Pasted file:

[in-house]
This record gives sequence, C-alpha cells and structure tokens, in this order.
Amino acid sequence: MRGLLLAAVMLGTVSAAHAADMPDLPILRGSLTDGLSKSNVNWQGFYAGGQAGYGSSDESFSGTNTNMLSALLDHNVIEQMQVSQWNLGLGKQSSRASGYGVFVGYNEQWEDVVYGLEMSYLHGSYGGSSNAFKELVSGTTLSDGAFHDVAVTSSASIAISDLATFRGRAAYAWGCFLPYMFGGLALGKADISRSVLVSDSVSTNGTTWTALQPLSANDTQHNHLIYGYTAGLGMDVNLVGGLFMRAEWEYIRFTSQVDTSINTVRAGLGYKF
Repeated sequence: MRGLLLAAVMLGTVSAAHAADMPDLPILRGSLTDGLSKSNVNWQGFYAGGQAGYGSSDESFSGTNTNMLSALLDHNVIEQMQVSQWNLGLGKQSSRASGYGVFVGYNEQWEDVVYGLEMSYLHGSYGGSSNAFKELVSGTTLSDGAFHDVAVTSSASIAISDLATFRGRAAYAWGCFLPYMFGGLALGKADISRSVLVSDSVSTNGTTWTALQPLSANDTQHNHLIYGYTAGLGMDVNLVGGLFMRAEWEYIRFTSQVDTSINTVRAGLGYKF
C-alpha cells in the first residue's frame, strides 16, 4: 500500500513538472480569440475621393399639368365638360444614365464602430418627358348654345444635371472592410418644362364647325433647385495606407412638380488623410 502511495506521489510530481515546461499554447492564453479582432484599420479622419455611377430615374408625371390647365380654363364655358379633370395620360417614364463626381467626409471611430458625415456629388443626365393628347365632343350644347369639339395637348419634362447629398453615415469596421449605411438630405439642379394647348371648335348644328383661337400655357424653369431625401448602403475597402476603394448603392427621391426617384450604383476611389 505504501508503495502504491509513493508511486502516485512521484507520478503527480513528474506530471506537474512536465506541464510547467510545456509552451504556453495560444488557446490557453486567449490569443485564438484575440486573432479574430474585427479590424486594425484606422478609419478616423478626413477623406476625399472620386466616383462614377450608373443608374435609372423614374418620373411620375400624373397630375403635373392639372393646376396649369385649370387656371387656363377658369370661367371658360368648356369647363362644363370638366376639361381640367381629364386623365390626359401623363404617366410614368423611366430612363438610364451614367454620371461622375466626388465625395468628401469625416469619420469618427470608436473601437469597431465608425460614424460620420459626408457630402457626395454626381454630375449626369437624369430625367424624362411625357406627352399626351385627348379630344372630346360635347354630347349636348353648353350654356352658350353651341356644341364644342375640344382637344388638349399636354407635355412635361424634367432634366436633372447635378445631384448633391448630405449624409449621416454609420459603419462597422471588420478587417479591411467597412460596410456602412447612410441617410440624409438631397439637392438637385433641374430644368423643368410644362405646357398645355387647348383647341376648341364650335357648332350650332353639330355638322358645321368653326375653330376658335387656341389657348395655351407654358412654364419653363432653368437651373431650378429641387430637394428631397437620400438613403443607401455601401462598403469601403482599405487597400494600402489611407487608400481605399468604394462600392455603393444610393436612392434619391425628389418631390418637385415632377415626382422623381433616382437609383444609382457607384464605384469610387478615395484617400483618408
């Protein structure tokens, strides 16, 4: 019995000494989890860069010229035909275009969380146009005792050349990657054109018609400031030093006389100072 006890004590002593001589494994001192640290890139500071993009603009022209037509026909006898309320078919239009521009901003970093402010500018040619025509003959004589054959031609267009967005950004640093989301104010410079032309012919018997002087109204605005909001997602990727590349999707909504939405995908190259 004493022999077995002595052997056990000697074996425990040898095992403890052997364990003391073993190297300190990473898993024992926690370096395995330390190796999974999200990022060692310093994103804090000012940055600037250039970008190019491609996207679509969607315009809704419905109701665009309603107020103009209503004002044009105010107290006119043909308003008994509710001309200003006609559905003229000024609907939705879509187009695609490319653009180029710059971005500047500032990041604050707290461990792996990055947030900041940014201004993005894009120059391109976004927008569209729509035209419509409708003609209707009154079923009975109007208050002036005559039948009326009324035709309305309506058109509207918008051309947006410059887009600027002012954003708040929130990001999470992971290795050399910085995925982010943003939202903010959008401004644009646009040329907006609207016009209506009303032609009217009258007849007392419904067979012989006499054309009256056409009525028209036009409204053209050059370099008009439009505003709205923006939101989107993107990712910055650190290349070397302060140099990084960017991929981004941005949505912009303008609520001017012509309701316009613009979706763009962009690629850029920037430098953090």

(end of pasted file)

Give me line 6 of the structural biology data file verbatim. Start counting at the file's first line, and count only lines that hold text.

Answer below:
């Protein structure tokens, strides 16, 4: 019995000494989890860069010229035909275009969380146009005792050349990657054109018609400031030093006389100072 006890004590002593001589494994001192640290890139500071993009603009022209037509026909006898309320078919239009521009901003970093402010500018040619025509003959004589054959031609267009967005950004640093989301104010410079032309012919018997002087109204605005909001997602990727590349999707909504939405995908190259 004493022999077995002595052997056990000697074996425990040898095992403890052997364990003391073993190297300190990473898993024992926690370096395995330390190796999974999200990022060692310093994103804090000012940055600037250039970008190019491609996207679509969607315009809704419905109701665009309603107020103009209503004002044009105010107290006119043909308003008994509710001309200003006609559905003229000024609907939705879509187009695609490319653009180029710059971005500047500032990041604050707290461990792996990055947030900041940014201004993005894009120059391109976004927008569209729509035209419509409708003609209707009154079923009975109007208050002036005559039948009326009324035709309305309506058109509207918008051309947006410059887009600027002012954003708040929130990001999470992971290795050399910085995925982010943003939202903010959008401004644009646009040329907006609207016009209506009303032609009217009258007849007392419904067979012989006499054309009256056409009525028209036009409204053209050059370099008009439009505003709205923006939101989107993107990712910055650190290349070397302060140099990084960017991929981004941005949505912009303008609520001017012509309701316009613009979706763009962009690629850029920037430098953090």